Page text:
Convicts are not victims ... a look at the Mary Lynch case

Sunday, October 14, 2018

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It was recently brought to my attention that a certain play is soon to be released. This play is the version of events, according to Mary Lynch, regarding the murder of her husband Leary in 1992.

For those not familiar, Leary was a prominent banker who was killed by his wife Mary and his body dumped. The trial had all the makings of a drama and the accompanying media attention that tends to be present when a person who lives uptown is murdered, especially by one of their own.

Needless to say, there were allegations of physical abuse by Mr Lynch that didn't seem to impress the judge and jury because she was sent to jail for 14 years for the butchering of the banker.

So fast-forward to the present; she has done her time and Mary's out and planning this play to tell her side of the story. Hmmm, well I thought that was what she did when the defence was presented at the trial and it didn't impress a jury because they didn't acquit, nor the judge because she got both barrels in the sentencing.

So, what then is she planning to say? And should she be given the platform to spew unsupported allegations about the man she has slain?

This just doesn't feel right. You kill a man, dump his body, get convicted and now you get to paint the man as a demon and earn from the blood you drew?

There have been several serial killers in the United States of America whom judges have ordered not to seek to benefit from their notoriety by publishing books or movies. To me, this murder didn't seem like self-defence. If you defend yourself under any condition that leaves your attacker unable to harm you any further, the expected action is to call the police, not dump the body and burn evidence.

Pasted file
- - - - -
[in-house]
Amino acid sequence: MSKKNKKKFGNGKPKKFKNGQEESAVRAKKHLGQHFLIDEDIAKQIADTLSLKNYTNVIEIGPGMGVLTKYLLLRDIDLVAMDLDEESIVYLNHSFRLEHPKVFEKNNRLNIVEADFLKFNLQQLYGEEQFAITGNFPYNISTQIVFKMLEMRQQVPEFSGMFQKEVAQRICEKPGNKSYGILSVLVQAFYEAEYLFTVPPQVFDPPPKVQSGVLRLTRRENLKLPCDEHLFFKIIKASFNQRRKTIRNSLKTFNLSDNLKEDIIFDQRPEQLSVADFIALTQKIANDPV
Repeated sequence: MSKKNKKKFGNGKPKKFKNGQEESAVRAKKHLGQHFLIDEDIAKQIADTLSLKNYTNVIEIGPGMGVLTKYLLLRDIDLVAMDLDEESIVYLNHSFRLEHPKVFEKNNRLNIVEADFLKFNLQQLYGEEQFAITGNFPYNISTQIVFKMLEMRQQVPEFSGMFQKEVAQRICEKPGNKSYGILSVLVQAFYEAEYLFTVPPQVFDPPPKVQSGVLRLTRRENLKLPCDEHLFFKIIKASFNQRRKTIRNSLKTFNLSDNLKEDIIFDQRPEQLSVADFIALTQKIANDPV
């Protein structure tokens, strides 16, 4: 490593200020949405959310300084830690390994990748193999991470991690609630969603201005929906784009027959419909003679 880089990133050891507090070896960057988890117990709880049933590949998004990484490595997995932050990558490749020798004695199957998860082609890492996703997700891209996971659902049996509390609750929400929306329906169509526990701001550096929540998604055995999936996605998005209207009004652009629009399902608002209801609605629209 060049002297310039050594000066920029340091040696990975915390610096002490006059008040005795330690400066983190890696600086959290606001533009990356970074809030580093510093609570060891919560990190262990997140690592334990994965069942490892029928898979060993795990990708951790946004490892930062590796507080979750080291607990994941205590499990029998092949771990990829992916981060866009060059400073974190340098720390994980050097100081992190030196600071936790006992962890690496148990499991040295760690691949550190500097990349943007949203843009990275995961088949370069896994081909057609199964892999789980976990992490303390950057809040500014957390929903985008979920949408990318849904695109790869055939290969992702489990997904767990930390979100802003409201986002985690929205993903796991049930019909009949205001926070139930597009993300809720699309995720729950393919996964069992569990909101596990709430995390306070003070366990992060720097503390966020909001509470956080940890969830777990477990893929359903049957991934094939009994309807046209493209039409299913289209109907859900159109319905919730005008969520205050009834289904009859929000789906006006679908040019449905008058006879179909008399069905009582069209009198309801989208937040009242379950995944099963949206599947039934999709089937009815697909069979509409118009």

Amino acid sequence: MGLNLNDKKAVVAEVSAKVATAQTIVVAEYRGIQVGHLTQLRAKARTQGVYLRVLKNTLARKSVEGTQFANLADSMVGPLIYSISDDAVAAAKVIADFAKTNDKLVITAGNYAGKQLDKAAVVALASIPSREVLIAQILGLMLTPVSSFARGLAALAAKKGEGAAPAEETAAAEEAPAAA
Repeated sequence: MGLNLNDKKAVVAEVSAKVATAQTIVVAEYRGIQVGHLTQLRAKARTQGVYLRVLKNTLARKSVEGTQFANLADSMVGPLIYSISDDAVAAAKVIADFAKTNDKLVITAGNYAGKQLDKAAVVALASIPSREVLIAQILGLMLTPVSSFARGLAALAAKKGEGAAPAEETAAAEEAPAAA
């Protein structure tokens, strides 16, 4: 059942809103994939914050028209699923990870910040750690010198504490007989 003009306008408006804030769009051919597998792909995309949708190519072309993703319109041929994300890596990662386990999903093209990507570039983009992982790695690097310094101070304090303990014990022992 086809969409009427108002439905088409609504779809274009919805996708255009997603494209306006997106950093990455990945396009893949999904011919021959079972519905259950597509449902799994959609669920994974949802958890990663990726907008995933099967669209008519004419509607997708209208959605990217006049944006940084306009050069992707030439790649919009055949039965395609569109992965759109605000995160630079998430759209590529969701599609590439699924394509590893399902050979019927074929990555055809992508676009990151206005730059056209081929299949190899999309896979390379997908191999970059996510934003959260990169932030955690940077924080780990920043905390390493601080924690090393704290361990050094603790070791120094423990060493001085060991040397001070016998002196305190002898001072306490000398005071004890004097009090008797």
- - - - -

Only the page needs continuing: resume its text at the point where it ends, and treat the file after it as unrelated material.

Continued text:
Also, is it fair to his family and his memory for him to be portrayed as a cruel wife beater without having an opportunity to defend himself?

The Mary Lynch scenario, though being unusual with its elements of wealth, murder, family, and the island's largest bank, is still is a reflection of a new thought process that prisoners have in some way been a victim of the system.

This thought process is the result of under exposure, and at many levels! Under exposure to the real victim of crime. This being the prematurely ended life, the family left behind, or in cases of crimes that don't involve death there is the literal shell of a rape victim, the pain of the wounded, or the hurt of a human who has been deprived of the possession he or she worked for by someone who choose to simply take it with force. These are victims.

Crime is a choice! Poverty doesn't cause people to kill, rob, or rape. They may steal food. But, promoting an ideal that criminals are victims in any way is giving them a pass for the choices they have made and the damage they have done.